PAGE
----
SEC Dissemination in a High-Frequency World

The following post comes to us from Douglas Skinner and Sarah Zechman, both of the Accounting Area at the University of Chicago, and Jonathan Rogers of the Accounting Division at the University of Colorado at Boulder.

Understanding the mechanics of public dissemination of firm information has become especially critical in a world where trading advantages are now measured in fractions of a second. In our study, Run EDGAR Run: SEC Dissemination in a High-Frequency World, which was recently made publicly available on SSRN, we examine the SEC’s process for disseminating insider trading filings. We find that, in the majority of cases, filings are available to private paying subscribers of the SEC feeds before they are posted to the SEC website, with an average private advantage of 10.5 seconds.

Regulatory agencies, including the SEC, have actively investigated several instances of firms releasing market moving information early to paying customers. In one recent example, certain clients paid Thomson-Reuters to access the University of Michigan’s Consumer Sentiment Index two seconds before its release to the full set of clients, who in turn received it before its public release. In another example, Thomson-Reuters offered a faster data feed to paying customers receiving reports from the Institute for Supply Management (ISM). While a two second advantage seems short, the high frequency trading (HFT) literature shows that trading advantages measured in milliseconds are economically valuable (Budish et al., 2013; Jones, 2013; Martinez and Rosu, 2013).

In our study, when the insider trading filing is available to private subscribers first, we find that prices, volumes, and spreads respond to the news beginning around 30 seconds before public posting. Of the 2.92% return associated with insider purchases, 1.01% accrues before the news is posted to the SEC site, and 0.42% accrues before EDGAR accepts the filing.

Our findings have a number of implications. First, they show that the SEC’s process for the dissemination of insider filings (and likely other types of filings as well) is not a level playing field, in that certain intermediaries and investors have access to insider filings submitted to EDGAR before others, and that prices, volumes, and spreads move in the direction of the news in advance of it being posted (and publicly-available) on EDGAR. Our findings have already led politicians on Capitol Hill to call for the SEC to change its dissemination process (e.g., for example, see “Senators urge SEC to fix unequal access to market data,” Bloomberg, November 3, 2014). The basic technology underlying EDGAR has been in place for a number of years without significant updating. Our evidence suggests that the SEC’s technological infrastructure has simply not kept pace with the technology capabilities of traders and other market participants. In a recent response, the SEC has indicated a plan to take actions (e.g., for example, see “SEC plans to fix flaw in electronic distribution system,” Wall Street Journal, December 26, 2014).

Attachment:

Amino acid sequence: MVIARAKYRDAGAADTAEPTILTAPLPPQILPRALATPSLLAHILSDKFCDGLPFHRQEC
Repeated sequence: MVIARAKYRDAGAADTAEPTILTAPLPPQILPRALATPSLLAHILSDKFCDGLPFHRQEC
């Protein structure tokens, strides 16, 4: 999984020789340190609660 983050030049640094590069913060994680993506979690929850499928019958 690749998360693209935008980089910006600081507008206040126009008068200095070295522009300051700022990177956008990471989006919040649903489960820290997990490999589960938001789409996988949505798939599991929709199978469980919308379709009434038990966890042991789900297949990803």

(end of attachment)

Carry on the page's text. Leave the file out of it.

Second, the insider trading literature typically focuses on the profitability of insider trading strategies over relatively long windows, often six to 12 months after insiders’ trades. These studies consistently find that insider trade-based strategies, particularly those based on insider purchases, are profitable. However, these studies do not provide evidence on the returns available to different types of market participants, and in particular corporate insiders versus other investors. Because we have precise information on how insider trading news is disseminated, we are able to show how much of the return associated with insider trading news is available to insiders versus outside investors, including those who obtain advance access to filings through the PDS feed.

Third, our research contributes to the HFT literature. Most of this research examines policy questions such as whether HFT affects the functioning of the market microstructure in such a way as to be harmful to market liquidity or other welfare measures (e.g., Brogaard, Hendershott, and Riordan, 2014; Budish, Crampton, and Sim, 2013; Easley, de Prado, and O’Hara, 2012; Martinez and Rosu, 2013). Relatively little is known about traders who seek to gain an advantage by obtaining access to news before other traders (Jones, 2013). By providing evidence of significant time lags in the process through which SEC filings are disseminated, we provide evidence that there are significant opportunities for these types of traders to profit by trading on delays in the public dissemination of information.

The full paper is available for download here.

Both comments and trackbacks are currently closed.
  • Subscribe or Follow

  • Supported By:

  • Program on Corporate Governance Advisory Board

  • Programs Faculty & Senior Fellows